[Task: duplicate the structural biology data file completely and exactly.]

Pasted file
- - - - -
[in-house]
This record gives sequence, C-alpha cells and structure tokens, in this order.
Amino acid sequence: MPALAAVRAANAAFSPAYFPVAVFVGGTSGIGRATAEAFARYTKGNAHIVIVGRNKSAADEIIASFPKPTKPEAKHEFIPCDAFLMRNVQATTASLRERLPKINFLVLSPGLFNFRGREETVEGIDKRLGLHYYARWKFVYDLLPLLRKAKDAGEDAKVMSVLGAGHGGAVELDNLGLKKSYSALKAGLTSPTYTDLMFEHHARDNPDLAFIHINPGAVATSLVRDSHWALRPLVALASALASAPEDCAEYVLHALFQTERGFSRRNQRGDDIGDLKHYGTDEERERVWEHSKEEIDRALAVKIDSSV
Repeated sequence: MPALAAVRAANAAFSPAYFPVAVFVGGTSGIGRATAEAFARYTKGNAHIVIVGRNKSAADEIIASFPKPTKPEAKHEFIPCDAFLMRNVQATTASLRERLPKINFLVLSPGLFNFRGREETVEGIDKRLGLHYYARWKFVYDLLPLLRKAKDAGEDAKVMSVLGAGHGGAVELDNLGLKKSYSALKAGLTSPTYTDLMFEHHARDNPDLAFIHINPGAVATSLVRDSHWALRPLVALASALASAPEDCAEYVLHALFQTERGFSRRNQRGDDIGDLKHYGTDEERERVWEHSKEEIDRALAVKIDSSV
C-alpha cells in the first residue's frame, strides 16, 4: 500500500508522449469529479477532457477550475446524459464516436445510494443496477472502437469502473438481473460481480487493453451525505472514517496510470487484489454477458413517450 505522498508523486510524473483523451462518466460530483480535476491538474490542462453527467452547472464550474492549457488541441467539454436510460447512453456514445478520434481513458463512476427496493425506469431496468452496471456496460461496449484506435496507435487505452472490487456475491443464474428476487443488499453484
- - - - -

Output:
[in-house]
This record gives sequence, C-alpha cells and structure tokens, in this order.
Amino acid sequence: MPALAAVRAANAAFSPAYFPVAVFVGGTSGIGRATAEAFARYTKGNAHIVIVGRNKSAADEIIASFPKPTKPEAKHEFIPCDAFLMRNVQATTASLRERLPKINFLVLSPGLFNFRGREETVEGIDKRLGLHYYARWKFVYDLLPLLRKAKDAGEDAKVMSVLGAGHGGAVELDNLGLKKSYSALKAGLTSPTYTDLMFEHHARDNPDLAFIHINPGAVATSLVRDSHWALRPLVALASALASAPEDCAEYVLHALFQTERGFSRRNQRGDDIGDLKHYGTDEERERVWEHSKEEIDRALAVKIDSSV
Repeated sequence: MPALAAVRAANAAFSPAYFPVAVFVGGTSGIGRATAEAFARYTKGNAHIVIVGRNKSAADEIIASFPKPTKPEAKHEFIPCDAFLMRNVQATTASLRERLPKINFLVLSPGLFNFRGREETVEGIDKRLGLHYYARWKFVYDLLPLLRKAKDAGEDAKVMSVLGAGHGGAVELDNLGLKKSYSALKAGLTSPTYTDLMFEHHARDNPDLAFIHINPGAVATSLVRDSHWALRPLVALASALASAPEDCAEYVLHALFQTERGFSRRNQRGDDIGDLKHYGTDEERERVWEHSKEEIDRALAVKIDSSV
C-alpha cells in the first residue's frame, strides 16, 4: 500500500508522449469529479477532457477550475446524459464516436445510494443496477472502437469502473438481473460481480487493453451525505472514517496510470487484489454477458413517450 505522498508523486510524473483523451462518466460530483480535476491538474490542462453527467452547472464550474492549457488541441467539454436510460447512453456514445478520434481513458463512476427496493425506469431496468452496471456496460461496449484506435496507435487505452472490487456475491443464474428476487443488499453484